"It wasn’t long ago I was the rookie, the up-and-coming; and I just watched Kyle (Larson) walk out (of the media center) and it looks like he could still be in high school," Johnson said Friday at New Hampshire Motor Speedway. "So, time does fly. And certainly, time flies in this industry. It seems like it’s on fast forward and then those parents out there know that once you have kids, man, it really goes fast. And then it’s hard to believe four years have gone by and Genevieve is four now. I think I’m in the best shape I’ve ever been in my life. I’m the most balanced and happy and all those things are there, but the odometer is getting some miles on it."
Miller Lite renews with NHMS for three years
Team Penske driver Brad Keselowski joined NMHS executive vice president and general manager Jerry Gappens and Kevin Emmons, vice president and director of marketing for Amoskeag Beverages, to announce Miller Lite has singed a three-year extension to be the "Official Beer Sponsor of New Hampshire Motor Speedway."
The initial deal was inked four years ago, and with Friday’s announcement the partnership will continue through the 2017 season.
"We have had a terrific sponsorship with Miller Lite over the years," said Gappens. "We’re always looking to enhance the fan experience, through such initiatives as the (Miller) Lite Lobster Lounge, and this continued partnership with Miller Lite will only enhance that."
For Keselowski, the partnership between Miller and NHMS goes back to the inaugural Sprint Cup Series race in 1993.
"I look at that picture of Rusty Wallace over there on the wall, the first race here at New Hampshire — and he’s got Miller on his suit," said Keselowski, who won the July race at NHMS. "I always consider tracks that have Miller Lite as a sponsor one of my home tracks, so that’s what New Hampshire is to me."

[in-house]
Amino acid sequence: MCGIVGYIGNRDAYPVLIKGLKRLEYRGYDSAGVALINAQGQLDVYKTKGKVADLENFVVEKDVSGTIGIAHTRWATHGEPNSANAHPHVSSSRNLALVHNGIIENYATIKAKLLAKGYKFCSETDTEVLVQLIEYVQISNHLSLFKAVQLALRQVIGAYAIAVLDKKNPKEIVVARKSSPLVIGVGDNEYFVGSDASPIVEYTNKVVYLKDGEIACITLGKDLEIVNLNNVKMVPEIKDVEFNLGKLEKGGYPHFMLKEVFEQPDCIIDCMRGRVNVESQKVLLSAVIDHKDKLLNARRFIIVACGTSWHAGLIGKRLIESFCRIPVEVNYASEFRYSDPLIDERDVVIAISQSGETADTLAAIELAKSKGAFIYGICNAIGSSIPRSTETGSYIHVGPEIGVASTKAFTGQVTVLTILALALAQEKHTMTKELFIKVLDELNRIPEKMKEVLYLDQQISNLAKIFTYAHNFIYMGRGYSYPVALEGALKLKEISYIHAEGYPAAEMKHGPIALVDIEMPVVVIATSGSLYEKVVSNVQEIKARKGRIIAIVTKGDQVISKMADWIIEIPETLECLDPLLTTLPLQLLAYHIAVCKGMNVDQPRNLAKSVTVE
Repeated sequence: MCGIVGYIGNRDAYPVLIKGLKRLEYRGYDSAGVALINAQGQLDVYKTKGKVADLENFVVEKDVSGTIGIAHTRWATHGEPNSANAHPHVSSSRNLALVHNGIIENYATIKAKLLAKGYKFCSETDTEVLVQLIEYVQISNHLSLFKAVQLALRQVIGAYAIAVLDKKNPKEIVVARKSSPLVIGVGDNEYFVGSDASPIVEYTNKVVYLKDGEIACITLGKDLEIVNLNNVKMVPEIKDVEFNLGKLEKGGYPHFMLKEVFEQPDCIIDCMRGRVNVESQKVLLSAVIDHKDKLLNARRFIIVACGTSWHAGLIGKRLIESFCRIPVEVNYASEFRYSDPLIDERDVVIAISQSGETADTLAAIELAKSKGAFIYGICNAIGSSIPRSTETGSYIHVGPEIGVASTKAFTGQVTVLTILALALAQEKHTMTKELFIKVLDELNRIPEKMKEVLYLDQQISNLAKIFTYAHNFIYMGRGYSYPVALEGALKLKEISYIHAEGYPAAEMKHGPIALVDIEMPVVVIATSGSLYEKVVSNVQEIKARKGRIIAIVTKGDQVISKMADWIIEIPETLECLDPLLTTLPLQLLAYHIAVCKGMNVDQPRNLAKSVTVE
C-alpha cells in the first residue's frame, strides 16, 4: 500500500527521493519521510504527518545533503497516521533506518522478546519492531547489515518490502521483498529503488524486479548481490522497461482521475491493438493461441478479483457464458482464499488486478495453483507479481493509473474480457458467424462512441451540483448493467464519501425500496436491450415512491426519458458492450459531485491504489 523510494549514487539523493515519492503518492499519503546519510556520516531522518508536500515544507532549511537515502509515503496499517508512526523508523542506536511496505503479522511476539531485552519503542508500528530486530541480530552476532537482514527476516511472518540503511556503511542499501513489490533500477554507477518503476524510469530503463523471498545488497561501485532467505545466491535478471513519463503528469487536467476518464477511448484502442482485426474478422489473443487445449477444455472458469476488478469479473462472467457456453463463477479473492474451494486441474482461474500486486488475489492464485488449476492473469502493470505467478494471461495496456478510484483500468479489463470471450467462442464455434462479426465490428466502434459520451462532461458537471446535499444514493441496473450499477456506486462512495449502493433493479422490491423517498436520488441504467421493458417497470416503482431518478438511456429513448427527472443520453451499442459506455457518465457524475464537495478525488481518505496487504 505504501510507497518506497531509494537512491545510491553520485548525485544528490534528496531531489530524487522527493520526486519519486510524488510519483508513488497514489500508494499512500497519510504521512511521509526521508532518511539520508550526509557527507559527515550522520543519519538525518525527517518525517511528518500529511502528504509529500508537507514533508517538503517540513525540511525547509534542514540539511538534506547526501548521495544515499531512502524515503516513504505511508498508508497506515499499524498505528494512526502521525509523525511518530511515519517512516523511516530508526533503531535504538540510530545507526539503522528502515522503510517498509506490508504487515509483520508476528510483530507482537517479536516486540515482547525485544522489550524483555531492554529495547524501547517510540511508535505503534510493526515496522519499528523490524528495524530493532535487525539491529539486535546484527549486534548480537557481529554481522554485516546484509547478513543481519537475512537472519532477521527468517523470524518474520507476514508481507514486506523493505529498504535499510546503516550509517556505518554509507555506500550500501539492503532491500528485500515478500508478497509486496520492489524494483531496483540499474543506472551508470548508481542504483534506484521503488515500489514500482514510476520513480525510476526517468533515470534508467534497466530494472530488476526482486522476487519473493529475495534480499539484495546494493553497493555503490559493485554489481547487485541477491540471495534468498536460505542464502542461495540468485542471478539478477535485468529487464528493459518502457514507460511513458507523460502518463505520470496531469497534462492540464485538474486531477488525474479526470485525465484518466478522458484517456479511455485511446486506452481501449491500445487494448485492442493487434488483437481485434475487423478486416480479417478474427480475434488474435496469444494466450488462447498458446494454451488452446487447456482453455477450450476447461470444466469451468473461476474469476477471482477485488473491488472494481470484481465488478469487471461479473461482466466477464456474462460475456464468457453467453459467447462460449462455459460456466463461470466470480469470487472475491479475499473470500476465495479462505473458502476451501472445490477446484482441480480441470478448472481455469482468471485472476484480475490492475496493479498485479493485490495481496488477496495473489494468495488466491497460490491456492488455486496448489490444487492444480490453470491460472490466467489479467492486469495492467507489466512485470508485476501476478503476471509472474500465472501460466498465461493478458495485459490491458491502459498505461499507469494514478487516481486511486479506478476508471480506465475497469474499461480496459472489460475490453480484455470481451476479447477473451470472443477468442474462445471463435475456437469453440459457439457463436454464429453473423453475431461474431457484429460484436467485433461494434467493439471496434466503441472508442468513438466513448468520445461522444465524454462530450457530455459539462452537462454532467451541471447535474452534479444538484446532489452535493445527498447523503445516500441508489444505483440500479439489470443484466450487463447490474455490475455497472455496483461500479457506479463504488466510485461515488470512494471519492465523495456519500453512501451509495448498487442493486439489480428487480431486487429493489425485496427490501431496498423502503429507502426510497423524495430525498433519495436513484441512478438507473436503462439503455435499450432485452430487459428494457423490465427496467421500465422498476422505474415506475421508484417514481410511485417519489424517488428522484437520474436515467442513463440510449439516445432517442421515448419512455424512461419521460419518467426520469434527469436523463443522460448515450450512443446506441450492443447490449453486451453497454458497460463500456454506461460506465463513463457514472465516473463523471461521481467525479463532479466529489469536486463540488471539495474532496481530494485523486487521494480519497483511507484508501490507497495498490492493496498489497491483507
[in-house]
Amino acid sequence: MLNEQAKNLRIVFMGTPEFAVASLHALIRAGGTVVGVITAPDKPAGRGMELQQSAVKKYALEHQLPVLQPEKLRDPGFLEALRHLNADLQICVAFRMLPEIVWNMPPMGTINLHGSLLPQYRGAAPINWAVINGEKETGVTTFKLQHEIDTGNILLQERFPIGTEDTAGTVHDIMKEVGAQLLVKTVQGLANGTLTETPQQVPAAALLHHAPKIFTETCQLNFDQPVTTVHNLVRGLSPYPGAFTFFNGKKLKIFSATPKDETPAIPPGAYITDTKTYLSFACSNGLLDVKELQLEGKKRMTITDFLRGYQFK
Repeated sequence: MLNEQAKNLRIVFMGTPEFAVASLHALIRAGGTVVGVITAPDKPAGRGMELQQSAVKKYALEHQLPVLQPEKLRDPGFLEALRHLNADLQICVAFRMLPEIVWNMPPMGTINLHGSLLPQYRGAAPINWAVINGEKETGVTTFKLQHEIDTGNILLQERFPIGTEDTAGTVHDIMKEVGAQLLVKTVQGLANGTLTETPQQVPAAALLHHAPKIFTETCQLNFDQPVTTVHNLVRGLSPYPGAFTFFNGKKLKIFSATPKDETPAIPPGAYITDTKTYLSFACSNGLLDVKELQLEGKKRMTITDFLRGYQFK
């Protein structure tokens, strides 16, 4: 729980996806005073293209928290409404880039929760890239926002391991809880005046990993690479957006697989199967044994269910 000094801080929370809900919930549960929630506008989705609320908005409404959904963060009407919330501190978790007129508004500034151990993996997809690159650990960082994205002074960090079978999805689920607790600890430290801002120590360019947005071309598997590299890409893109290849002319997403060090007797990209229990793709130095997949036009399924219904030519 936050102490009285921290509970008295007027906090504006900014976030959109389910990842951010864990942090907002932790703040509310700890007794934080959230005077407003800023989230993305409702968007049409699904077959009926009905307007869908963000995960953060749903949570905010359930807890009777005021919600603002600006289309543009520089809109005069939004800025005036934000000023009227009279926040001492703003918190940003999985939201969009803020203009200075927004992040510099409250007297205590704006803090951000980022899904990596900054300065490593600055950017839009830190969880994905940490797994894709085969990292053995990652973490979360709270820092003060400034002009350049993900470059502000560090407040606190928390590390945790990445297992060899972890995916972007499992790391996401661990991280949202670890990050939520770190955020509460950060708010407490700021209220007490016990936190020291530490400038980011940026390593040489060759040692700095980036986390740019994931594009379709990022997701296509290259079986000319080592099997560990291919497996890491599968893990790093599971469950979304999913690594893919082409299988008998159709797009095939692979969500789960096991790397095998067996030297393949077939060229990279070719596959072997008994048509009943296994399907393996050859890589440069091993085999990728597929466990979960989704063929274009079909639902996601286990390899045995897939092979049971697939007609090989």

The success of the Miller Lite car at NHMS has also helped the local distributors move product on race day and beyond.
"This (extended partnership) is great for Amoskeag," said Emmons. "And Brad’s on-track success is a big part of this, too. Watching Brad on Sunday’s is like watching a three-hour Miller Lite commercial."
Ryan Truex out as BK Racing shakes up driver roster
Ryan Truex’s rookie season in the NASCAR Sprint Cup Series has been anything but ideal. The driver of the No. 83 BK Racing Toyota failed to qualify for three races — the Daytona 500, Texas and Michigan — has eight DNFs, and missed the August race at Michigan after a hard practice hit.
So it came as no great surprise that the younger Truex brother is not at New Hampshire Motor Speedway this weekend, as BK Racing shifted their driver lineup earlier in the week. With the change, Travis Kvapil is driving the No. 83 Toyota normally piloted by Truex.
This is the first start of the season for Kvapil for BK Racing, the team he ran all 36 races for in 2012.
In addition to the swap with Truex and Kvapil, Clay Rogers is behind the No. 93 Toyota this weekend at NHMS. Rogers is attempting to make his first career NASCAR Sprint Cup Series start. The short-track driver withdrew from his first attempt in the first Loudon race, and failed to qualify for the September Richmond race.
Keselowski, Chase drivers lead opening Sprint Cup practice at NHMS
Brad Keselowski may have punched his ticket to the Chase Contender 12 by winning last weekend’s race at Chicagoland Speedway, but that doesn’t mean he is taking it easy this weekend in Loudon.
Keselowski’s No. 2 Team Penske Ford topped the leaderboard in Friday’s opening practice session at the 1.06-mile flat track with a lap of 27.516 seconds at 138.421 mph.
While Keselowski took the top spot, non-Chase driver Jamie McMurray had the second fastest time of the session. McMurray’s Chip Ganassi Racing teammate Kyle Larson was the only other non-Chase driver in the top five.
Other Chase drivers in the top 10 during Friday’s lone practice were Dale Earnhardt Jr. in third, Kasey Kahne fourth, Joey Logano sixth, Carl Edwards seventh, Matt Kenseth eighth, Jeff Gordon ninth, and A.J. Allmendinger 10th.
Chase drivers outside the top 10 were Kyle Busch in 12th, Denny Hamlin in 13th, Kurt Busch in 14th, Kevin Harvick in 15th, Greg Biffle in 16th, Ryan Newman in 22nd, Aric Almirola in 26th, and Jimmie Johnson in 29th.
VIDEO: A blown engine ends Aric Almirola’s strong Chicagoland run in his No. 43 Richard Petty Motorsports Ford